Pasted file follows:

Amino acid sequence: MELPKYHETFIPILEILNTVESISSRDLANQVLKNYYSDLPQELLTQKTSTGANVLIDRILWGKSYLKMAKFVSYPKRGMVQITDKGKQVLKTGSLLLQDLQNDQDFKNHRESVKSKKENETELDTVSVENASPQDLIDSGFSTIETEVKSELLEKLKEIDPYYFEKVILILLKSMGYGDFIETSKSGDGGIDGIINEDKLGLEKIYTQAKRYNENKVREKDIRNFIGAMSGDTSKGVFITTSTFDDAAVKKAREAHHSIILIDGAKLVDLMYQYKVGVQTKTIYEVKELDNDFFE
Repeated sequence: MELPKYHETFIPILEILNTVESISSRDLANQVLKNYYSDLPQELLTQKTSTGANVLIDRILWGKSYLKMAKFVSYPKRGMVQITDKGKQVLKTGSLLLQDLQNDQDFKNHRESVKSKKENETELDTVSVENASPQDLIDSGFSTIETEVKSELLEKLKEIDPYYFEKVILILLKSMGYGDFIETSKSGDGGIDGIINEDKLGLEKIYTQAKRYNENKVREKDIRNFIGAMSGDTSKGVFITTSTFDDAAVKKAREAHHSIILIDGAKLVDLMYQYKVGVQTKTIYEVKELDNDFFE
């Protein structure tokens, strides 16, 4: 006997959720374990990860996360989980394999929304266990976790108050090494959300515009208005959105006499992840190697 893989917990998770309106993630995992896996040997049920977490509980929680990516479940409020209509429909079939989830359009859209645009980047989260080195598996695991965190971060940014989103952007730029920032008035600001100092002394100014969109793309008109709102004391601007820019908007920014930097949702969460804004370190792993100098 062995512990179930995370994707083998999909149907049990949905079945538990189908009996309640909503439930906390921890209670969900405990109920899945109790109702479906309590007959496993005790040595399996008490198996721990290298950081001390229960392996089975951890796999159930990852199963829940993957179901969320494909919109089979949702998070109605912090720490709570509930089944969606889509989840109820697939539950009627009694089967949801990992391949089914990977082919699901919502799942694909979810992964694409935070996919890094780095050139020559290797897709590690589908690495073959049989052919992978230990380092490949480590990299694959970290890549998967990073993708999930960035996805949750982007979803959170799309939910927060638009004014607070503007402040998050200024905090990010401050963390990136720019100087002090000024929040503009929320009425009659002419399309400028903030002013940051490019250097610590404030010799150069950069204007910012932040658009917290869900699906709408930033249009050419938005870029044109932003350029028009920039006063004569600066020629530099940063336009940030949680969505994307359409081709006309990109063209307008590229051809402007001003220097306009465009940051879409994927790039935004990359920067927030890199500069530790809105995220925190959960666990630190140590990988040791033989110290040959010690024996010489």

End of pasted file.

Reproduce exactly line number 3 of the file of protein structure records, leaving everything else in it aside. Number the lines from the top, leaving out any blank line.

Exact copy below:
């Protein structure tokens, strides 16, 4: 006997959720374990990860996360989980394999929304266990976790108050090494959300515009208005959105006499992840190697 893989917990998770309106993630995992896996040997049920977490509980929680990516479940409020209509429909079939989830359009859209645009980047989260080195598996695991965190971060940014989103952007730029920032008035600001100092002394100014969109793309008109709102004391601007820019908007920014930097949702969460804004370190792993100098 062995512990179930995370994707083998999909149907049990949905079945538990189908009996309640909503439930906390921890209670969900405990109920899945109790109702479906309590007959496993005790040595399996008490198996721990290298950081001390229960392996089975951890796999159930990852199963829940993957179901969320494909919109089979949702998070109605912090720490709570509930089944969606889509989840109820697939539950009627009694089967949801990992391949089914990977082919699901919502799942694909979810992964694409935070996919890094780095050139020559290797897709590690589908690495073959049989052919992978230990380092490949480590990299694959970290890549998967990073993708999930960035996805949750982007979803959170799309939910927060638009004014607070503007402040998050200024905090990010401050963390990136720019100087002090000024929040503009929320009425009659002419399309400028903030002013940051490019250097610590404030010799150069950069204007910012932040658009917290869900699906709408930033249009050419938005870029044109932003350029028009920039006063004569600066020629530099940063336009940030949680969505994307359409081709006309990109063209307008590229051809402007001003220097306009465009940051879409994927790039935004990359920067927030890199500069530790809105995220925190959960666990630190140590990988040791033989110290040959010690024996010489």